Abbadia San Salvatore

Abbey of Sant'Antimo

Albarese

Acquapendente


anghiari

Archipelago Toscano


Arcidosso


Arezzo


Asciano


Badia di Coltibuono


Bagno Vignoni

Barberino Val d'Elsa

Beaches

Bolsena Lake


Bomarzo

Brunello di Montalcino

Buenconvento

Campagnatico


Capalbio


Castel del Piano


Castelfiorentino

Castell'Azarra

Castellina in Chianti


Castelmuzio


Castelnuovo Bererdenga


Castiglioncello Bandini


Castiglione della Pescaia


Castiglione d'Orcia


Castiglion Fiorentino


Celleno


Certaldo


Chinaciano Terme


Chianti


Chiusi


Cinigiano


Città di Castello

CivitÀ di Bagnoregio


Colle Val d'Elsa


Cortona


Crete Senesi


Diaccia Botrona

Isola d'Elba

Firenze


Follonica


Gaiole in Chianti


Gavorrano

Gerfalco


Greve in Chianti


Grosseto


Lago Trasimeno


La Foce


Manciano


Maremma


Massa Marittima


Montagnola Senese


Montalcino


Monte Amiata


Monte Argentario

montecalvello

Montefalco


Montemassi


Montemerano


Monte Oliveto Maggiore


Montepulciano


Monteriggioni


Monticchiello


Monticiano


Orbetello


Orvieto


Paganico


Parco Naturale della Maremma


Perugia


Piancastagnaio


Pienza


Pisa


Pitigliano

Prato

Radda in Chianti


Roccalbegna


Roccastrada


San Bruzio


San Casciano dei Bagni


San Galgano


San Gimignano


San Giovanni d'Asso


San Quirico d'Orcia


Sansepolcro


Santa Fiora


Sant'Antimo


Sarteano


Saturnia


Scansano


Scarlino


Seggiano


Siena


Sinalunga


Sorano


Sovana


Sovicille

Talamone

Tarquinia


Tavernelle Val di Pesa


Torrita di Siena


Trequanda


Tuscania


Umbria


Val d'Elsa


Val di Merse


Val d'Orcia


Valle d'Ombrone


Vetulonia


Viterbo

Volterra




 
Walking in Tuscany
             
 

Ribolla | A mining walk

 

Walking trails in Tuscany Surroundings
       
   

Ribolla | A mining walk


   
   
The history of Ribolla begins when natural deposits of brown coal were discovered along the river Raspollino, around the year 1835. The first mines were digged during the Thirties and Forties in the Nineteenth century, during the government of Leopoldo II di Lorena.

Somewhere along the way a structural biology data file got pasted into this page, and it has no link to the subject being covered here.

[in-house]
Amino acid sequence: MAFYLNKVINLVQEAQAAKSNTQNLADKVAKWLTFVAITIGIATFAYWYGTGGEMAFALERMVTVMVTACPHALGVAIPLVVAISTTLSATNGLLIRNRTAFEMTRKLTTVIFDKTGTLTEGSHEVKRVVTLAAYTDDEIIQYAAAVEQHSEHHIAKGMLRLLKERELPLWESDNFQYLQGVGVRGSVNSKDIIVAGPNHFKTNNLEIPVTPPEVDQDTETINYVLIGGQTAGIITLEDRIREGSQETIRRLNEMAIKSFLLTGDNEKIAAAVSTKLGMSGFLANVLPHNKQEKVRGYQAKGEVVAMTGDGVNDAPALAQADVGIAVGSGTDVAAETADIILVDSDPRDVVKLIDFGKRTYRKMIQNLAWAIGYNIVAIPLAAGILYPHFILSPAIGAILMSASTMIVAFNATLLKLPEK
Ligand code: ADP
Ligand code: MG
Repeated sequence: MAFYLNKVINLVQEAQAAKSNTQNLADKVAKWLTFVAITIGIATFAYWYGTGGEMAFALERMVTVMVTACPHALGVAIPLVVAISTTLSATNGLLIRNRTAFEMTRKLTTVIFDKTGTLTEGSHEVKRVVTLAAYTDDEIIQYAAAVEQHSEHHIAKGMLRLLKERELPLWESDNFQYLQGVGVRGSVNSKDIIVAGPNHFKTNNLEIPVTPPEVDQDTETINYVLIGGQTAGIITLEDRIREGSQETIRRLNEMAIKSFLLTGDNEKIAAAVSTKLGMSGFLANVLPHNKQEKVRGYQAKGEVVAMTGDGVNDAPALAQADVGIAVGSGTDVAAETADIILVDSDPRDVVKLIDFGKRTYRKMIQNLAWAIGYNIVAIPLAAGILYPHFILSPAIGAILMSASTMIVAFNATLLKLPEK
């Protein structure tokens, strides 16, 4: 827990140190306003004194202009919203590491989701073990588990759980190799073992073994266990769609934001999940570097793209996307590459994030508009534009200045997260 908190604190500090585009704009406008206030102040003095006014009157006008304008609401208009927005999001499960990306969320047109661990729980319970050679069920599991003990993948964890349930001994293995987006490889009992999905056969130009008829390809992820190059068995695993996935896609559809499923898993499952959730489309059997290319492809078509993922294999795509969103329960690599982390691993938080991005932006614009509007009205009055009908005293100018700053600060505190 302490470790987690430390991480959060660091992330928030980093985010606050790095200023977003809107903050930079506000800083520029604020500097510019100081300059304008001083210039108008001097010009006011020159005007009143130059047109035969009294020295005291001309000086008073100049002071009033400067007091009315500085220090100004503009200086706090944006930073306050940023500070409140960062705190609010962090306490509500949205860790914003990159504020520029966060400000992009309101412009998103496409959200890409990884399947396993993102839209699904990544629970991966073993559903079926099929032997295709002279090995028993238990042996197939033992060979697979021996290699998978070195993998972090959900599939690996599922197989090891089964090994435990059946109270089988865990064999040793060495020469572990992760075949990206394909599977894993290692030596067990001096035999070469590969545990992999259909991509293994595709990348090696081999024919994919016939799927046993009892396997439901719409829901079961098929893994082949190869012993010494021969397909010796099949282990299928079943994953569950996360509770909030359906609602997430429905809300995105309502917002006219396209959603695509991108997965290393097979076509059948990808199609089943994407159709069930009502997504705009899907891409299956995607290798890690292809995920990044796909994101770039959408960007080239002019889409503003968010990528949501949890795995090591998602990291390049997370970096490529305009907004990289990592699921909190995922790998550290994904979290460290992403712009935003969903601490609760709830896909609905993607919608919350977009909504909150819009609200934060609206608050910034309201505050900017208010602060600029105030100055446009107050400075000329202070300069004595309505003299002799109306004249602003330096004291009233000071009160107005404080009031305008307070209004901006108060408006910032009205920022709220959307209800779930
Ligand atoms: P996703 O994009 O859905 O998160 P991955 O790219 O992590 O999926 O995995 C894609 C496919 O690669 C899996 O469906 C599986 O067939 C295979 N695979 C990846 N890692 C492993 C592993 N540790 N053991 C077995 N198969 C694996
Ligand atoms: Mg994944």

The first settlement, which then will develop into the mining town, was built around the mining shaft named “Ribolla”. The train track built in 1892 allowed increasing the production of the mine while decreasing transportation expenses. Nevertheless the main development and population increase of Ribolla occurs in the Twentieth century, in particular in the year 1924, when the Montecatini Company becomes the only owner of the mine. The increasing energy demand during the First and the Second World War determines the need to push the production of the mine, which in 1942 reaches 270 thousand tons of coal. This production increase is in turn parallel to the manpower increase. In 1947 more than 3700 men are employed in the mine. Right around this period, when people are attracted to the mine looking for employment opportunities, the Montecatini Company starts laying-off the mining workers. The social condition in town becomes so critical and desperate that the miners are engage in a severe strike, also known as the “the five months fight”. This fight, against the extremely long working hours and poor working conditions, however, does not bring to a positive result. The newly hired manager, Dr. Padroni, determines that the mine is not productive any more and that significant measures need to be taken in order to reduce the operational costs. Even the technique used for the exploitation of the mine is driven by cost rather than environmental safety. The working conditions and personal safety of the mining workers are getting worse and worse until the morning of May 4th, 1954 a tremendous explosion takes the lives of 43 miners and destroys the Camorra mine. The court case, begun shortly after the explosion, ends in 1958, when the judge dismisses all the charges against the managers and owners of the mine. The fate of Ribolla becomes clear in 1959, when all the mines are shut down. After a brief decommissioning, any trace of what used to be the primary motivation of life for the population of Ribolla suddenly disappears. The only reason that saved Ribolla from becoming a ghost town was the opening of new chemical and industrial plants in the nearby towns of Gavorrano, Boccheggiano, Scarlino and Piombino.

Historic places